A Daily Thought

Art, Writing, Jokes, Animals, Videos

4 Ways To Motivate Characters And Plot

Cover of "Characters, Emotion & Viewpoint...

Cover via Amazon

Taken from Writer’s Digest,March 19, 2013

 4 Ways to Motivate Characters and Plot

Today’s guest newsletter is from Nancy Kress, author of Write Great Fiction: Characters, Emotion & Viewpoint.

Some of your characters will change during the course of your story-let’s call them changers. Others-stayers-will not change significantly in personality or outlook, but their motivations may nonetheless change as the story progresses from situation to situation. Both changers and stayers can have progressive motivations.
Confused? Don’t be; it’s simpler than it may seem. Characters come in four basic types:

  1. Characters who never change, neither in personality nor motivation. They are what they are, and they want what they want.
  2. Characters whose basic personality remains the same; they don’t grow or change during the story. But what they want changes as the story progresses (“progressive motivation”).
  3. Characters who change throughout the story, although their motivation does not.
  4. Characters who change throughout the story as their motivation also progresses.

When you know the key motivation(s) behind your character and plot, you can write scenes that not only make sense to you and your readers, but also add depth to your story. Because character and plot are intertwined, we’ll refer to the above four as character/plot patterns. Let’s further explore each one.

Static Personality, Static Motivation

Sometimes a character will have a single overriding motivation for the entire length of a story or novel, plus a strong personality that does not change much. James Bond is a good example. He’s a stayer who starts out resourceful, suave, unflappable and smart. At the end of each of Ian Fleming’s novels, Bond is still resourceful, suave, unflappable and smart.
Nor does his motivation change. At the start of the book he receives a mission, and his goal is to pursue this mission until it’s over, at which point the book ends. There may be interim temporary goals (not getting eaten by alligators, protecting the girl), but they are all part of the single overriding motivation. (Learn more about setting goals in The First 10 Pages: Science Fiction & Fantasy Boot Camp , which is three days of instruction and inspiration, and includes a critique of the first 10 pages of your novel.)
It isn’t only adventure fiction to which this applies. In John Steinbeck‘s classic Of Mice and Men, both protagonists, George and Lennie, retain the same motivation throughout. They want to earn enough to buy a small farm of their own. Their personalities, too, remain the same: George the planner and caretaker, Lennie the well-meaning bumbler who brings them both to tragedy.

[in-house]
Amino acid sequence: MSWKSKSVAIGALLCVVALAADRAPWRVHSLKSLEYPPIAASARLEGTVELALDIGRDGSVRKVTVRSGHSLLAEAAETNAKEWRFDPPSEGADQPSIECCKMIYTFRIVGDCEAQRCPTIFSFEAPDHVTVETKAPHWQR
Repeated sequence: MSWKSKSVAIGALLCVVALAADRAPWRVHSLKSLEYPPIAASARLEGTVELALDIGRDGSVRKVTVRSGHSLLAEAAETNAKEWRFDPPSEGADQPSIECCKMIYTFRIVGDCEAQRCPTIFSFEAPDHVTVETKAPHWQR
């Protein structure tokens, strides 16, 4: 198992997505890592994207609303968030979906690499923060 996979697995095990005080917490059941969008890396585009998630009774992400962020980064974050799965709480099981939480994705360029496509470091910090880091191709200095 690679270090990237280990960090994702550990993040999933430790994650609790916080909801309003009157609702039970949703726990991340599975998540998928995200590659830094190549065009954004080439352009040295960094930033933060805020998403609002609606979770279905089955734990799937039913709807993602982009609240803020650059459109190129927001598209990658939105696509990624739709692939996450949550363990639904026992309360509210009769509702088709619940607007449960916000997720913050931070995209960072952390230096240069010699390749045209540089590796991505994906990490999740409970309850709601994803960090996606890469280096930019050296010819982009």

If you are writing this type of book, your job is to present to us the character and the goal clearly and forcefully fairly early on. Then unfold your tale; we’ll know who your man is and why he’s doing what he’s doing. This leaves us (and you, the writer!) free to complicate other things besides the hero, such as the plot, the conspiracies or the hardware.

Advertisements

3 comments on “4 Ways To Motivate Characters And Plot

  1. russtowne
    March 22, 2013

    Thank you for the helpful and interesting information, Judy!
    Russ

    Like

  2. Kris
    March 28, 2013

    I hadn’t thought about it before, but the recent James Bond actually have him changing his character. He falls in love in the updated Casino Royal. Perhaps that’s the best way of keeping a character fresh…to allow them to change.
    Even Nancy Drew has changed since the 80s. Interesting thoughts. Thanks.

    Like

    • Judy
      March 29, 2013

      Hi Kris, I am so glad that you found it interesting. I got hold of a book of fiction a while back that had an interview with James Bond after his obituary was in the newspaper. It’s really interesting as it delves into the thoughts of the character. I just can’t remember the name of it at the moment. Apparently he is the only fictional character to have ever had an obituary placed in a newspaper. He really is so integrated into our culture isn’t he? 🙂

      Like

Would you like to comment? I would love to hear your feedback, if you have the time.

Fill in your details below or click an icon to log in:

WordPress.com Logo

You are commenting using your WordPress.com account. Log Out / Change )

Twitter picture

You are commenting using your Twitter account. Log Out / Change )

Facebook photo

You are commenting using your Facebook account. Log Out / Change )

Google+ photo

You are commenting using your Google+ account. Log Out / Change )

Connecting to %s

Information

This entry was posted on March 22, 2013 by and tagged , , , , , , , , .

Enter your email address to follow this blog and receive notifications of new posts by email.

Join 439 other followers

My Lovely Blogging Community

%d bloggers like this: